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    Spain Investigates Train Driver in Deadly Derailment

    Spanish investigators are questioning a driver of the train that derailed in northern Spain, killing 80 people in what is described as the nation's worst rail disaster in 40 years.

    Reports say the train may have been travelling more than twice the 80 kilometer per hour speed limit at the time of the crash outside Santiago de Compostela. More than 140 people were injured.

    Spanish authorities have opened two investigations into the derailment - one by judicial authorities and another by the public works department. Officials say one of the train drivers, who is hospitalized with injuries, is being questioned by police.

    On Thursday, Spanish Prime Minister Mariano Rajoy, who was born in Santiago de Compostela, visited the crash site and the hospital where many of the injured are being treated.



    "For a native from Santiago, like me, believe me this is the saddest saint's day of my entire life. In my name, in the name of the government of Spain, and in the name of all those Spaniards who might feel represented by what I am going to say, I want to transfer my condolences to all families and friends of people who have died, who unfortunately, there are too many of."



    He declared three days of mourning to honor the victims of the crash.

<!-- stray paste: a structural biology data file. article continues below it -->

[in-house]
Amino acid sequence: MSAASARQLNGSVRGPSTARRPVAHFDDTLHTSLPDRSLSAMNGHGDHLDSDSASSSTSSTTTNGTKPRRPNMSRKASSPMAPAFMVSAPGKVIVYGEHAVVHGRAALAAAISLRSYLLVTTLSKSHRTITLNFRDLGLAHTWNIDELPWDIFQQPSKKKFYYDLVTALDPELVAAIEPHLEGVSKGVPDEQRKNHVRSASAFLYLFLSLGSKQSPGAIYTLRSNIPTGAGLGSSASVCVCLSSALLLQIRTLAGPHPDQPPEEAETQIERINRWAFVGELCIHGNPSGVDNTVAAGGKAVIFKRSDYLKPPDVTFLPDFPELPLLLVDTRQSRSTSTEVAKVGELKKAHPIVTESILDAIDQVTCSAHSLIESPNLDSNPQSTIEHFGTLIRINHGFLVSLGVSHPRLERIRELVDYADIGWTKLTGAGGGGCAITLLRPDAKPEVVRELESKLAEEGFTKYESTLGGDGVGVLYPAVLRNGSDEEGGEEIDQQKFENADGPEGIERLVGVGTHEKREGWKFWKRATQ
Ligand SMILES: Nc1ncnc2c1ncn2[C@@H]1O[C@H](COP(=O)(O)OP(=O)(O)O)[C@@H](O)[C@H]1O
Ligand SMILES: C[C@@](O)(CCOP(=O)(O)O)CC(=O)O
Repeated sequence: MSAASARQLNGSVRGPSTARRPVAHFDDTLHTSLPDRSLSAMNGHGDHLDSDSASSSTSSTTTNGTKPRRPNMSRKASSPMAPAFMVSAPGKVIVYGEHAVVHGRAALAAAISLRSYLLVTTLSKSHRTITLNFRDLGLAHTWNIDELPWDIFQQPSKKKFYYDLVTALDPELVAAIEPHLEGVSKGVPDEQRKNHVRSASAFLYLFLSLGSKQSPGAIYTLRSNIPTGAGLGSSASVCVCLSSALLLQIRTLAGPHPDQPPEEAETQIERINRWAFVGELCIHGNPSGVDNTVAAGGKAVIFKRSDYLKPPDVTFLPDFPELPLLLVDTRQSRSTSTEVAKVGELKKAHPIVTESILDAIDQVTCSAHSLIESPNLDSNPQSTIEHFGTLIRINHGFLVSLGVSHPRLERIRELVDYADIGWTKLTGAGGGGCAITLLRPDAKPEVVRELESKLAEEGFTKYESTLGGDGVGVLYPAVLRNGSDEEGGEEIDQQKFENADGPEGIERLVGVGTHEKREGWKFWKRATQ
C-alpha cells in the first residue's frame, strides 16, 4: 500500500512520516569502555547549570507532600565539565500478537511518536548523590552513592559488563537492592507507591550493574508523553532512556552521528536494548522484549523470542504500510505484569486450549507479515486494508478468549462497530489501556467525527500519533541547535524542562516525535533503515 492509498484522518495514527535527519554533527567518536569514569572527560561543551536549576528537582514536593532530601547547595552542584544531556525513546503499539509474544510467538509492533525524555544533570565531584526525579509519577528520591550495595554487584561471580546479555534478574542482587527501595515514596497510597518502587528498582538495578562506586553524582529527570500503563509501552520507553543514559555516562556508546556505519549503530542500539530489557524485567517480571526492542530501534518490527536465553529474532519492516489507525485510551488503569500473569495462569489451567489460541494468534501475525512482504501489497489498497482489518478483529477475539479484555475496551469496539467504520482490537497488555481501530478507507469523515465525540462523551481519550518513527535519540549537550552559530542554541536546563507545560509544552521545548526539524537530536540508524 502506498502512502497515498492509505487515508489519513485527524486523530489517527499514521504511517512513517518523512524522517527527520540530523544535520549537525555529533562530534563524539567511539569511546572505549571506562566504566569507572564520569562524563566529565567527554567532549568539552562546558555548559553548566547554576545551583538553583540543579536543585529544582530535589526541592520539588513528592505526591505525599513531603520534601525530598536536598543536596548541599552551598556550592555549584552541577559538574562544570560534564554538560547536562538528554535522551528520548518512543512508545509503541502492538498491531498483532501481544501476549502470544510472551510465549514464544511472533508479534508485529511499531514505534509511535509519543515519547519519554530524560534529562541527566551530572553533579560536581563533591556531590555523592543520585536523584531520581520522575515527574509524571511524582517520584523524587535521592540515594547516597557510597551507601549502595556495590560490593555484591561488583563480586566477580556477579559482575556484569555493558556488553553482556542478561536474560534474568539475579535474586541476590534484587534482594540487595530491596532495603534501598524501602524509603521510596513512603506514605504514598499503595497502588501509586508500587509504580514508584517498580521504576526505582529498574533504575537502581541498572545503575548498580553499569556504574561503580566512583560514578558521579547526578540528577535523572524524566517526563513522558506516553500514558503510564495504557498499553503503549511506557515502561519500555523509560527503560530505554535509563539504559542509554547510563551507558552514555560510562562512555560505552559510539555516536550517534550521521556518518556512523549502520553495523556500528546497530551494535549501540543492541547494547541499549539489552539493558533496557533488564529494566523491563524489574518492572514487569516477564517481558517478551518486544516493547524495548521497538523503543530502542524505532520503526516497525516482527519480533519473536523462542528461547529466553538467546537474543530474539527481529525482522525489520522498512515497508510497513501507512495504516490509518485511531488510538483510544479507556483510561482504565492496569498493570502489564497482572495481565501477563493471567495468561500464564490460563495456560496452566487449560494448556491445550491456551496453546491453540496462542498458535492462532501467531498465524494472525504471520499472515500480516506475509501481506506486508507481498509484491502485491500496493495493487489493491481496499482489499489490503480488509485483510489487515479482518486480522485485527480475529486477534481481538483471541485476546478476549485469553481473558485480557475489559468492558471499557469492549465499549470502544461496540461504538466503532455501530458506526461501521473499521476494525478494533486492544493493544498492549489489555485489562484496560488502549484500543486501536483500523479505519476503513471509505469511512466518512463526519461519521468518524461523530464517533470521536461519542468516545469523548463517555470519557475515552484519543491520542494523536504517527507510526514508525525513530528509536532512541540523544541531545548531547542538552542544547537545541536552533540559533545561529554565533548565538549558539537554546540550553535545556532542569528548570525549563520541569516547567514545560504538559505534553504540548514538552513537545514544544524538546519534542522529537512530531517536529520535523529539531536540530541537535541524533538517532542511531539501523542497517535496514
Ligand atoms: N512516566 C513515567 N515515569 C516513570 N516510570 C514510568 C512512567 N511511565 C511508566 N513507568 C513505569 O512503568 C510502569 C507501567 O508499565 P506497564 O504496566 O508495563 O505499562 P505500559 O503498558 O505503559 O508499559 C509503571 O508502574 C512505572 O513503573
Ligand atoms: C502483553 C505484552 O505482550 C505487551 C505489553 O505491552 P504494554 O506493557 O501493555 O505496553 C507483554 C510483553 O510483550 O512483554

The state-owned railway company Renfe says the train was heading to the coastal town of Ferrol from Madrid when it crashed Wednesday night.

    Recovery teams used cranes Thursday to move the carriages from the scene of the derailment.

    The crash occurred on the eve of the city's annual religious festival of St. James, an event attended by thousands of Christian pilgrims from around the the world.

    U.S. President Barack Obama said in a statement that he was "shocked and saddened" by news of the crash. He offered "heartfelt gratitude" to the Spanish government and rescue personnel who located and treated the injured.

    Several foreigners were among the injured -- including five Americans and at least one Briton -- and the dead included a U.S. citizen.

    The derailment is Spain's deadliest train crash since 1972 when a train collided with a bus in southern Spain, killing 80 people.

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